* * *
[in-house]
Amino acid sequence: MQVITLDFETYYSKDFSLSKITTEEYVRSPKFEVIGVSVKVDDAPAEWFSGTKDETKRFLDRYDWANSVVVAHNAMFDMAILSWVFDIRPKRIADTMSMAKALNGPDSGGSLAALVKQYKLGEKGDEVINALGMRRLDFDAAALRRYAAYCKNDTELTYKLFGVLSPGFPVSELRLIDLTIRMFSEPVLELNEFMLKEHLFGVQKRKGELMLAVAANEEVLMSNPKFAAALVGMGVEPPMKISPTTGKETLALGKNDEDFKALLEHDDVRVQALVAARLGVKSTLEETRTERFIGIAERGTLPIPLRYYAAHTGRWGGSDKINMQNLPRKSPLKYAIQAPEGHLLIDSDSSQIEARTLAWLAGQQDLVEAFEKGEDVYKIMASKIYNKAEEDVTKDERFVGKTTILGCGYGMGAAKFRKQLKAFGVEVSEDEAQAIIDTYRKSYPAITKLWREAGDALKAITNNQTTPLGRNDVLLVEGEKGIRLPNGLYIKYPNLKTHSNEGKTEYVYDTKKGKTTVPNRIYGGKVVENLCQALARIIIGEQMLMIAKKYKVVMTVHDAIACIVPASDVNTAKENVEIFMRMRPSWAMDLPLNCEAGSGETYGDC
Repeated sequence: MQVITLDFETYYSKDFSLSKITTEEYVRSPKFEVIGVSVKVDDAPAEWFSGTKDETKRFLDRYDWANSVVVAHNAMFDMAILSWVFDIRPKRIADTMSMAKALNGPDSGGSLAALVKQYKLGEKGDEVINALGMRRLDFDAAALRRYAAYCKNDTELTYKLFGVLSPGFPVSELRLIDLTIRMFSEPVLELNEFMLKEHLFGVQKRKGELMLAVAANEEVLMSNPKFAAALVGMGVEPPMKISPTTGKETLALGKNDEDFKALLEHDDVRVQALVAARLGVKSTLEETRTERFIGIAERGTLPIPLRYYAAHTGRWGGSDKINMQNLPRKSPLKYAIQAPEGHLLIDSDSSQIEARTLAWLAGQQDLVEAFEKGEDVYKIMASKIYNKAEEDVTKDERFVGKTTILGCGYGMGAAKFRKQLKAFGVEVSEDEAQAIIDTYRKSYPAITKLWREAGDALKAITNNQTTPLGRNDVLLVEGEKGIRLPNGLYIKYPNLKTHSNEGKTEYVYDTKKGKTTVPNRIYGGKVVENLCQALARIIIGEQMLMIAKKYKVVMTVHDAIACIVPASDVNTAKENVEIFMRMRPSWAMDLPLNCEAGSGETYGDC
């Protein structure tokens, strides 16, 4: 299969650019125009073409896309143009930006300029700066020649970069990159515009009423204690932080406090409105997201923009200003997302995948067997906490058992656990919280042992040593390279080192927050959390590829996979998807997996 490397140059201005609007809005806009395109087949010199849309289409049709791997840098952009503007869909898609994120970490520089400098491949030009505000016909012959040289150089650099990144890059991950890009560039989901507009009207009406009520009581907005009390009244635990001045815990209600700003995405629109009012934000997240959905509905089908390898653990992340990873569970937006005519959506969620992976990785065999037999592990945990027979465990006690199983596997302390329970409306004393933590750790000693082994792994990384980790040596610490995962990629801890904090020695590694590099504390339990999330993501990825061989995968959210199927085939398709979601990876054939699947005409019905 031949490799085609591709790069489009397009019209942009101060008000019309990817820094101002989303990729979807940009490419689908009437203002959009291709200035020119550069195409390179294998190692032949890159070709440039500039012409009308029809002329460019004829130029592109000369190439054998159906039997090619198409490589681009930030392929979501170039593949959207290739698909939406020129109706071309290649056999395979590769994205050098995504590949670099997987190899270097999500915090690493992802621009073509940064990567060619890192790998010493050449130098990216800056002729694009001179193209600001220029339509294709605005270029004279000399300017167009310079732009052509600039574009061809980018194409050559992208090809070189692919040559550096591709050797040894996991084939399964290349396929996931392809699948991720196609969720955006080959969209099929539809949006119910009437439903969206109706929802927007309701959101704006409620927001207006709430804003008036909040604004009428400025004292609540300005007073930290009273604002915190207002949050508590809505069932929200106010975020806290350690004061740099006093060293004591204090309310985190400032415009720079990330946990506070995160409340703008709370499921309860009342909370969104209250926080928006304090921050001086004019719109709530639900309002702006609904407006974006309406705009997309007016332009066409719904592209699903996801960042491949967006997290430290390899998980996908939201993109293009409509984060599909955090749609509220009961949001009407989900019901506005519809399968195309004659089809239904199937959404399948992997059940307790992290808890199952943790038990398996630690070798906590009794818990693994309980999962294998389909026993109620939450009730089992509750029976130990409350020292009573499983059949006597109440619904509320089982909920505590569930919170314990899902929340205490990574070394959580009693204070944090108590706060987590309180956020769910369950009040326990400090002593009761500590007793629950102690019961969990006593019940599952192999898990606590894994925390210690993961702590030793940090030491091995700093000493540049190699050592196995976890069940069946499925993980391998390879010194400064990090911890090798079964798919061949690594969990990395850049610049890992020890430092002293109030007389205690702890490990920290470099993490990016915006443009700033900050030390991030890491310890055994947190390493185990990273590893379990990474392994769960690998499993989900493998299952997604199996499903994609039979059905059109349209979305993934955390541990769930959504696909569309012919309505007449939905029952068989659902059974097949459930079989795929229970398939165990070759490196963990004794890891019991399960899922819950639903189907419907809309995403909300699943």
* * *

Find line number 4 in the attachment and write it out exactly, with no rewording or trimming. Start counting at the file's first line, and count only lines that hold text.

């Protein structure tokens, strides 16, 4: 299969650019125009073409896309143009930006300029700066020649970069990159515009009423204690932080406090409105997201923009200003997302995948067997906490058992656990919280042992040593390279080192927050959390590829996979998807997996 490397140059201005609007809005806009395109087949010199849309289409049709791997840098952009503007869909898609994120970490520089400098491949030009505000016909012959040289150089650099990144890059991950890009560039989901507009009207009406009520009581907005009390009244635990001045815990209600700003995405629109009012934000997240959905509905089908390898653990992340990873569970937006005519959506969620992976990785065999037999592990945990027979465990006690199983596997302390329970409306004393933590750790000693082994792994990384980790040596610490995962990629801890904090020695590694590099504390339990999330993501990825061989995968959210199927085939398709979601990876054939699947005409019905 031949490799085609591709790069489009397009019209942009101060008000019309990817820094101002989303990729979807940009490419689908009437203002959009291709200035020119550069195409390179294998190692032949890159070709440039500039012409009308029809002329460019004829130029592109000369190439054998159906039997090619198409490589681009930030392929979501170039593949959207290739698909939406020129109706071309290649056999395979590769994205050098995504590949670099997987190899270097999500915090690493992802621009073509940064990567060619890192790998010493050449130098990216800056002729694009001179193209600001220029339509294709605005270029004279000399300017167009310079732009052509600039574009061809980018194409050559992208090809070189692919040559550096591709050797040894996991084939399964290349396929996931392809699948991720196609969720955006080959969209099929539809949006119910009437439903969206109706929802927007309701959101704006409620927001207006709430804003008036909040604004009428400025004292609540300005007073930290009273604002915190207002949050508590809505069932929200106010975020806290350690004061740099006093060293004591204090309310985190400032415009720079990330946990506070995160409340703008709370499921309860009342909370969104209250926080928006304090921050001086004019719109709530639900309002702006609904407006974006309406705009997309007016332009066409719904592209699903996801960042491949967006997290430290390899998980996908939201993109293009409509984060599909955090749609509220009961949001009407989900019901506005519809399968195309004659089809239904199937959404399948992997059940307790992290808890199952943790038990398996630690070798906590009794818990693994309980999962294998389909026993109620939450009730089992509750029976130990409350020292009573499983059949006597109440619904509320089982909920505590569930919170314990899902929340205490990574070394959580009693204070944090108590706060987590309180956020769910369950009040326990400090002593009761500590007793629950102690019961969990006593019940599952192999898990606590894994925390210690993961702590030793940090030491091995700093000493540049190699050592196995976890069940069946499925993980391998390879010194400064990090911890090798079964798919061949690594969990990395850049610049890992020890430092002293109030007389205690702890490990920290470099993490990016915006443009700033900050030390991030890491310890055994947190390493185990990273590893379990990474392994769960690998499993989900493998299952997604199996499903994609039979059905059109349209979305993934955390541990769930959504696909569309012919309505007449939905029952068989659902059974097949459930079989795929229970398939165990070759490196963990004794890891019991399960899922819950639903189907419907809309995403909300699943």